Revisited: Teen Angst

A look-back at my emo teen music and letting the feels rush in

We all go through phases. Some are more embarrassing than others, but they all play an equal part in shaping who we are now. To think of these phases musically, as the curation of our own tastes over the years, can be especially defining.

Call it an accidental reminiscence. I was browsing through Spotify last month and came upon a playlist called “Alternative 80’s.” “Waiting Room,” by Fugazi, was playing. Suddenly, after years of repression, I was taken back in time to age 16, when music filled every nook and cranny of my life.

I’d blocked it out for a long time. I moved into a long phase of passivity, listening to whatever random music I happened to stumble onto, including the radio, which in my angst phase was a sin worse than murder.

Then that damn Fugazi song was playing, and it all came back.

Shortly after freshman year started, I found myself involved with something called, “the scene.” Being punk in (near) Washington, D.C. then wasn’t so much about being part of a single genre like when it first started. That was a time which gave way to punk legends like Fugazi, then later, Dave Grohl, and by 2015 it was more of an established subculture of DIY. It was where diverse genres including punk, bedroom pop, lo-fi, alternative rock, hardcore (a subculture of its own), emo, math rock, and many others first came about, and later called home.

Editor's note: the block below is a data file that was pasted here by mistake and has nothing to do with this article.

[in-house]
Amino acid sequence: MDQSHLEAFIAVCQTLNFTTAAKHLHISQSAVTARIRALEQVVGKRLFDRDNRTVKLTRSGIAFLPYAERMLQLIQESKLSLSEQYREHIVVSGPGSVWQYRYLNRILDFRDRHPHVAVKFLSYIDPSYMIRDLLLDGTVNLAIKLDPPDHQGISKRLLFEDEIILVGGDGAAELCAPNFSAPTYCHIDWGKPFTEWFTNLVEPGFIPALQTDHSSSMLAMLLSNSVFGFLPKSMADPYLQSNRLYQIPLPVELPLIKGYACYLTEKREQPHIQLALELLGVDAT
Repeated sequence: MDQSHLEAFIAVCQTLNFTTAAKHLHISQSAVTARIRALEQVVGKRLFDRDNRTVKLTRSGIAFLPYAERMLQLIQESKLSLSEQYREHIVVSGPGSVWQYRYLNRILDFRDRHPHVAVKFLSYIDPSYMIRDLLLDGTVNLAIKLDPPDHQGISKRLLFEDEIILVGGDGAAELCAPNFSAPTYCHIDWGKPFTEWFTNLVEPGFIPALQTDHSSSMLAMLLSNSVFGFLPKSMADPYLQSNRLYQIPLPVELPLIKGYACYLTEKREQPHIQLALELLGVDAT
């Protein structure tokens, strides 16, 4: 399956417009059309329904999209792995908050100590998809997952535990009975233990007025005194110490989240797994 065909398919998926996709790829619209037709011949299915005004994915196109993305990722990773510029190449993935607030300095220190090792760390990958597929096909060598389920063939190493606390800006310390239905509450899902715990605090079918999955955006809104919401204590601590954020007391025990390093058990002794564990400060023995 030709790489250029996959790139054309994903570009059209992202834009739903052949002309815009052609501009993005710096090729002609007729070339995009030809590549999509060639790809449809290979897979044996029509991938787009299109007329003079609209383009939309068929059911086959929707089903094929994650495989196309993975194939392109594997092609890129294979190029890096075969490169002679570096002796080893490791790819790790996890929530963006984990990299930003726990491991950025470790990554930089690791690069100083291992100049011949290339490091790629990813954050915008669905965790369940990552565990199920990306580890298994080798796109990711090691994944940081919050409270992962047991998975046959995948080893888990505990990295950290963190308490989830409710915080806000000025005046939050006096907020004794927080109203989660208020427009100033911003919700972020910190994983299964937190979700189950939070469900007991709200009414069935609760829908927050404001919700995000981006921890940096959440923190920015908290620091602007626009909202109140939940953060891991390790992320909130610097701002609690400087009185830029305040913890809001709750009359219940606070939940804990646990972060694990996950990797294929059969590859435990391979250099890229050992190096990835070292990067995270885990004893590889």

It was hard to remember everything at first. All my favorites who were active during (2015-2017) either broke up or went AWOL in 2019. As soon as I dug deeper, though, every church basement, house show, and sweaty mosh pit came through crystal clear.

Pulling from memory, I could at least remember my very favorites: Forth Wanderers was one of them, who’s first EP Mahogany, 2014 album Tough Love (remember when Lorde tweeted it?!), and later EP Slop was playing for the majority of 2016 and 2017. Probably my favorite band of all time (RIP), Forth Wanderers was formed by three great musicians looking for a lead vocalist. Everything became whole when they came together. 

Remembering that led me to remember my other favorite sing-alongs, like Hop Along‘s 2015 release Painted Shut. If you’re suburban-rural bred like me and in need of some melancholy reminiscence, it will bring out everything heavy in you. Anyone into shows like Shameless and Twin Peaks, or any other general malaise should find this album well. Palehound always had a similar effect on me, led by Ellen Kempner, whose voice and lyrics carry the same strength and attitude as Hop Along’s Frances Quinlan.

Also on repeat was Philly-based band LVL UP. Hardcore fans will be disappointed that this was about as angsty as I got — if you want something edgier check out Cold Foamers, Stove, Downtown Boys, or Spirit of the Beehive, but that’s as deep as I’m taking it. LVL UP songs “Soft Power” or “Angel from Space,” both from their 2014 Hoodwink’d album, had these intense build-ups which did a good job transforming teen angst into pure elation.

Don’t limit LVL UP to your angsty moods though, they’re still the best medicine for any moment. “I Feel Extra-Natural” was my go-to for general sorrow, along with Clique‘s “Lil T,” another fave, with major “oof” lyrics like “I’ve been thinking a lot / all the fights we had / and what they were about / I can’t even remember.” More uplifting is the classic Clique banger “Get By,” sure to be a hit the next time you find yourself among a group of angsty teens or, more likely, angsty nostalgic adults. The real angst party soundtrack, however, would be (RIP) Warehouse‘s 2016 album Super low (can we agree that all the best music comes out of Atlanta?), whose timeless symphonies would also make great exercise companions.